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Watchlist: Venezuelan "Bread War" Continues

 Week of March 20th

Picture from the German colonial occupation of Namibia, 1904-1908.

Africa

 

Namibian Tribes Seek Reparations from Germany

 

Two Namibian tribes have filed a lawsuit against Germany, demanding reparations for genocide that occurred between 1904 and 1908. Between these years around 100,000 people from the Herero and Nama tribes were killed by German colonial leaders. Germany has refused to pay direct reparations saying the aid given to Namibia since the 1990s is worth hundreds of millions of dollars. They say they do not use the word “reparations” in their official communication with Namibia because it is a legal term with severe implications and their support of Namibia is derived from moral and historic duty rather than legal obligation. Members from both tribes believe it should be a legal obligation, and hope to make it so with the lawsuit filed in January. Lawyers met in New York for a pre-trial meeting this past Thursday. Watch as this case develops while lawyers for both parties prepare for trial. EMMA STOUT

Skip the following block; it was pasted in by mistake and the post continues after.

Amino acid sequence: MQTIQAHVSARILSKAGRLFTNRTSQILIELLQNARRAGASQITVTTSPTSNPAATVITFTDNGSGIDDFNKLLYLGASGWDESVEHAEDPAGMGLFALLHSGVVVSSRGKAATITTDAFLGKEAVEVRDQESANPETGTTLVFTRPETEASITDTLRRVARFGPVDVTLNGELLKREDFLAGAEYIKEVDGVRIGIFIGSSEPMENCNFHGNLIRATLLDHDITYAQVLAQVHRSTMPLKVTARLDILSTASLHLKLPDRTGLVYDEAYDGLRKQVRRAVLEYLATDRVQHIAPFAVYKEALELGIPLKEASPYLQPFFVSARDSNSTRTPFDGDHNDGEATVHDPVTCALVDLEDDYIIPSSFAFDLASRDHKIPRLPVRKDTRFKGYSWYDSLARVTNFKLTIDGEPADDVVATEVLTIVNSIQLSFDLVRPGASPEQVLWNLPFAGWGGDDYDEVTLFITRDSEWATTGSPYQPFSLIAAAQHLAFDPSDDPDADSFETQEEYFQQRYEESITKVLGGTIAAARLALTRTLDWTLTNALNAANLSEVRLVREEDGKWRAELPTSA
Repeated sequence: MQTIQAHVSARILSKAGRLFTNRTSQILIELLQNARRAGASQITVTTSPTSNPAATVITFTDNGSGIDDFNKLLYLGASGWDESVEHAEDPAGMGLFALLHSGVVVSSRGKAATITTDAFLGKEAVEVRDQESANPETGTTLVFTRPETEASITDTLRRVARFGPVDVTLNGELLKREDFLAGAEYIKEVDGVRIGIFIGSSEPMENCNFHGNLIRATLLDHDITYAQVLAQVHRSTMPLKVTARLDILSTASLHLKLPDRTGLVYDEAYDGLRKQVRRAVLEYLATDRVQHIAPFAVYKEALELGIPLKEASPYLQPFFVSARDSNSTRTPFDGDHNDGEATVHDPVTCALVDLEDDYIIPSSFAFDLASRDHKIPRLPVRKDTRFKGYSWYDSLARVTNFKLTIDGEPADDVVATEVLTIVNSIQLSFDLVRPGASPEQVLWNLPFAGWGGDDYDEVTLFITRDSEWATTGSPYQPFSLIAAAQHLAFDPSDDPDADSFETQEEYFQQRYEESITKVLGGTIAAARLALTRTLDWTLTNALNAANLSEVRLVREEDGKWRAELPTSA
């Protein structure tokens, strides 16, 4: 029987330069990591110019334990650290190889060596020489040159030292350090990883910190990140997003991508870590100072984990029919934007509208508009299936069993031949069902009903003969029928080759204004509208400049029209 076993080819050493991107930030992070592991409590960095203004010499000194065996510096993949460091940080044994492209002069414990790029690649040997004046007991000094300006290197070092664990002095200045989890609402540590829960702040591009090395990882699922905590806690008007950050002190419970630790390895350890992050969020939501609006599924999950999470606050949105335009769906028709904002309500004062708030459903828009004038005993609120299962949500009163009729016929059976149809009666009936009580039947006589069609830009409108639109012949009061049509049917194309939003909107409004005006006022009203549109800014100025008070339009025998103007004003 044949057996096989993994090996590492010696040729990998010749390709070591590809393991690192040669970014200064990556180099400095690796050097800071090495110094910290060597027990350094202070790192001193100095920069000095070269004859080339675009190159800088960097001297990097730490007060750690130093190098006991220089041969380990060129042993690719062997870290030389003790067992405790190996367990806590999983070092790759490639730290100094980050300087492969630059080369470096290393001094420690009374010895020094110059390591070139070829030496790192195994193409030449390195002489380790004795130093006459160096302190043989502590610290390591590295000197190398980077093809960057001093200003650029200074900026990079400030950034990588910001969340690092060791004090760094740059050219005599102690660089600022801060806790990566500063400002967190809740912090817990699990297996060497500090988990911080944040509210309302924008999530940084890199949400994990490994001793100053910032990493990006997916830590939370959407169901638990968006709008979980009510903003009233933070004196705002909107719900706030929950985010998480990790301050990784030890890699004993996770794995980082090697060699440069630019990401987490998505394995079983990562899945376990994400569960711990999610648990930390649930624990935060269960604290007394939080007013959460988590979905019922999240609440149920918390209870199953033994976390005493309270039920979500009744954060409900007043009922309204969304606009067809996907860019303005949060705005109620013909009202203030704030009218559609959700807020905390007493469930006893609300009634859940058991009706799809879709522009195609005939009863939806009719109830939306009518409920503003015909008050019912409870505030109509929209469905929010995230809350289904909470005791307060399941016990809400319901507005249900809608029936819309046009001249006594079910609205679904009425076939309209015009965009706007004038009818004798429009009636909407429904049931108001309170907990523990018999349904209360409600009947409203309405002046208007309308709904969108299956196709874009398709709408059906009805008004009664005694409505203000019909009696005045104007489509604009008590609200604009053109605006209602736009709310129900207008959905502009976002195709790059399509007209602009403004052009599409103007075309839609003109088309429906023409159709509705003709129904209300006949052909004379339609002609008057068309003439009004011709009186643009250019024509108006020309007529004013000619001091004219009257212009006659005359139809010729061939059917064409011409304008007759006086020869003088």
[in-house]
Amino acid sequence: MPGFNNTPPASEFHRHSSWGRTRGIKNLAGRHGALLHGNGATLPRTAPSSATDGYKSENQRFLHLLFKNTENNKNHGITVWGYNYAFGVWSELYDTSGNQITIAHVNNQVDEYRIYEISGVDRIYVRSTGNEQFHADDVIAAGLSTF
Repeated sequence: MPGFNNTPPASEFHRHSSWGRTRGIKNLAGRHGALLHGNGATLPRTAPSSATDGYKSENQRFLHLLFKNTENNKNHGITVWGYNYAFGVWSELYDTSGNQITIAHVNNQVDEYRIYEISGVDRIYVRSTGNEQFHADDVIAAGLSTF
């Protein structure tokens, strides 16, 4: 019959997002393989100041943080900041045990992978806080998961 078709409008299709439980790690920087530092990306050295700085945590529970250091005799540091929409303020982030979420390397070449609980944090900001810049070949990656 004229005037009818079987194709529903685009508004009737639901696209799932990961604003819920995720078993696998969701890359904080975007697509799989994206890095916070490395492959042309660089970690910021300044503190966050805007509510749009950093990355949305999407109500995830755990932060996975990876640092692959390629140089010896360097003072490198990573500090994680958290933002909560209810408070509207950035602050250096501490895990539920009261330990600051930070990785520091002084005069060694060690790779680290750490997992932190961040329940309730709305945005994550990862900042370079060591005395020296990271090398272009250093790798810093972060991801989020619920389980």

Asia

 

More Arrests Expected in the Kim Jong Nam Probe

 

A so-called “important person” is among a new group of persons of interest that the Malaysian police plan to arrest as part of an investigation into the assassination of Kim Jong Nam. Speaking to the state media, Malaysia’s police chief declined to offer specifics on the new targets other than the fact that the group includes a VIP as well as nationals of North Korea. Malaysia recently issued a red-notice alert via Interpol for the arrest of the four North Koreans who left the country on the day of Kim’s attack, so it remains to be seen if Malaysia’s new targets are still within the country. In the wake of the assassination, border security has been tightened to prevent suspects from leaving the country, although Malaysia’s porous border with Thailand has been a perennial challenge to the country’s intelligence agencies. Malaysian authorities have already determined that two suspects are hiding in the North Korean embassy. Police units have been stationed outside the embassy to monitor movements in and out of the embassy. CHRIS PANG

Americas

 

Venezuelan “Bread War” Continues with Mandates, Arrests